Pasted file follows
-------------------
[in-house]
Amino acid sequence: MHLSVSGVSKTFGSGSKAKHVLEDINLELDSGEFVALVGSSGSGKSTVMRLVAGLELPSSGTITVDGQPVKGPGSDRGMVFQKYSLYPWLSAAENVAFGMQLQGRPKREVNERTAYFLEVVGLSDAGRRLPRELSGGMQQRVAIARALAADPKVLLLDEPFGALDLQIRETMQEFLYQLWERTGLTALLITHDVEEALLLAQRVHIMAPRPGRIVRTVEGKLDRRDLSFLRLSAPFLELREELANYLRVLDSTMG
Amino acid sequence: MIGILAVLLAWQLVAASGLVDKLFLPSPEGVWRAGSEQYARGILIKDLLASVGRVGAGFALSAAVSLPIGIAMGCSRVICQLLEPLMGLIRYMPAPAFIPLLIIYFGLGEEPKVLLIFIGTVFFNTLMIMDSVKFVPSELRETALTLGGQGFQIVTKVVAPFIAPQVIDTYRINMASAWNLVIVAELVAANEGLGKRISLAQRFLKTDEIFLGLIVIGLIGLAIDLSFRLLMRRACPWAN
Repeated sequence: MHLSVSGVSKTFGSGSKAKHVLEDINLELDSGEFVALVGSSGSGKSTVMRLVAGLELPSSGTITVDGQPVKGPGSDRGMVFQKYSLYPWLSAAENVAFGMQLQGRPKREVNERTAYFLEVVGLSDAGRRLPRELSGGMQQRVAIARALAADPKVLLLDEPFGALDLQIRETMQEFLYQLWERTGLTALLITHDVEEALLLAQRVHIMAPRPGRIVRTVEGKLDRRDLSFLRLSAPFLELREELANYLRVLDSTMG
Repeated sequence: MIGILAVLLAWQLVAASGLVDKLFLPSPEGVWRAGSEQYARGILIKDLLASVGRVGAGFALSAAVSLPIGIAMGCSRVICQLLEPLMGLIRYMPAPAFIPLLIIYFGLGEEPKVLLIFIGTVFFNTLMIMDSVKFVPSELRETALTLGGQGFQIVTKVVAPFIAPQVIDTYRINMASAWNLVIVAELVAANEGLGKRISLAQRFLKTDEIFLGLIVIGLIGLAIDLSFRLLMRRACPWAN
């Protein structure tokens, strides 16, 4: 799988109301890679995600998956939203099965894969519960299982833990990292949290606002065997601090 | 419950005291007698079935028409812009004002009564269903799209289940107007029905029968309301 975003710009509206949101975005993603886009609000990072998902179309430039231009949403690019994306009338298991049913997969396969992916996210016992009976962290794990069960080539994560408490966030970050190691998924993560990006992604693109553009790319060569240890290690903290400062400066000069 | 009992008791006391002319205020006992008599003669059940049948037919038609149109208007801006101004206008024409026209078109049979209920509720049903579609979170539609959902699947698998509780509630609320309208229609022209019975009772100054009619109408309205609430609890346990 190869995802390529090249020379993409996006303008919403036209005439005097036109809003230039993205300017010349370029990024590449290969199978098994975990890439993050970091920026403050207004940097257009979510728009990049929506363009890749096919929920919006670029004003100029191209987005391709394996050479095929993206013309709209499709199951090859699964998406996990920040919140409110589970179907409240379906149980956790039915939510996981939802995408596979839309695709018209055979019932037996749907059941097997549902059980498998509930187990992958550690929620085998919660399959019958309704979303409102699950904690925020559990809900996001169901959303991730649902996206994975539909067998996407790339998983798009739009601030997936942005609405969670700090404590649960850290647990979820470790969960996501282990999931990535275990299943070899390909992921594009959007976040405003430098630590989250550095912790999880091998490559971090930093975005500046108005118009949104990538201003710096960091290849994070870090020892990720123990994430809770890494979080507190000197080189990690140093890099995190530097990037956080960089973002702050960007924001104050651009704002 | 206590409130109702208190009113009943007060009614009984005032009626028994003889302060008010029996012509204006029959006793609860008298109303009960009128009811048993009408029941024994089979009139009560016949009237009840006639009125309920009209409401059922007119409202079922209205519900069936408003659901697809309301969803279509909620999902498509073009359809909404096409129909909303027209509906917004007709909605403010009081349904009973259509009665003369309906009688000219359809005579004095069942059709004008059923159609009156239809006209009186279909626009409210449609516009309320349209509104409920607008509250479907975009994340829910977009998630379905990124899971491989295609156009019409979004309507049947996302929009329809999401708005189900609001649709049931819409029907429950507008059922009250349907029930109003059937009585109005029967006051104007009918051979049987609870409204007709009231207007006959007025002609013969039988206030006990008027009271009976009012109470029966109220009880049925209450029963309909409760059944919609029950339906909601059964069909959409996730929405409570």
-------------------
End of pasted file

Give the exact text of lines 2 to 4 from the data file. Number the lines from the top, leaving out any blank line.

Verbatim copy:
Amino acid sequence: MHLSVSGVSKTFGSGSKAKHVLEDINLELDSGEFVALVGSSGSGKSTVMRLVAGLELPSSGTITVDGQPVKGPGSDRGMVFQKYSLYPWLSAAENVAFGMQLQGRPKREVNERTAYFLEVVGLSDAGRRLPRELSGGMQQRVAIARALAADPKVLLLDEPFGALDLQIRETMQEFLYQLWERTGLTALLITHDVEEALLLAQRVHIMAPRPGRIVRTVEGKLDRRDLSFLRLSAPFLELREELANYLRVLDSTMG
Amino acid sequence: MIGILAVLLAWQLVAASGLVDKLFLPSPEGVWRAGSEQYARGILIKDLLASVGRVGAGFALSAAVSLPIGIAMGCSRVICQLLEPLMGLIRYMPAPAFIPLLIIYFGLGEEPKVLLIFIGTVFFNTLMIMDSVKFVPSELRETALTLGGQGFQIVTKVVAPFIAPQVIDTYRINMASAWNLVIVAELVAANEGLGKRISLAQRFLKTDEIFLGLIVIGLIGLAIDLSFRLLMRRACPWAN
Repeated sequence: MHLSVSGVSKTFGSGSKAKHVLEDINLELDSGEFVALVGSSGSGKSTVMRLVAGLELPSSGTITVDGQPVKGPGSDRGMVFQKYSLYPWLSAAENVAFGMQLQGRPKREVNERTAYFLEVVGLSDAGRRLPRELSGGMQQRVAIARALAADPKVLLLDEPFGALDLQIRETMQEFLYQLWERTGLTALLITHDVEEALLLAQRVHIMAPRPGRIVRTVEGKLDRRDLSFLRLSAPFLELREELANYLRVLDSTMG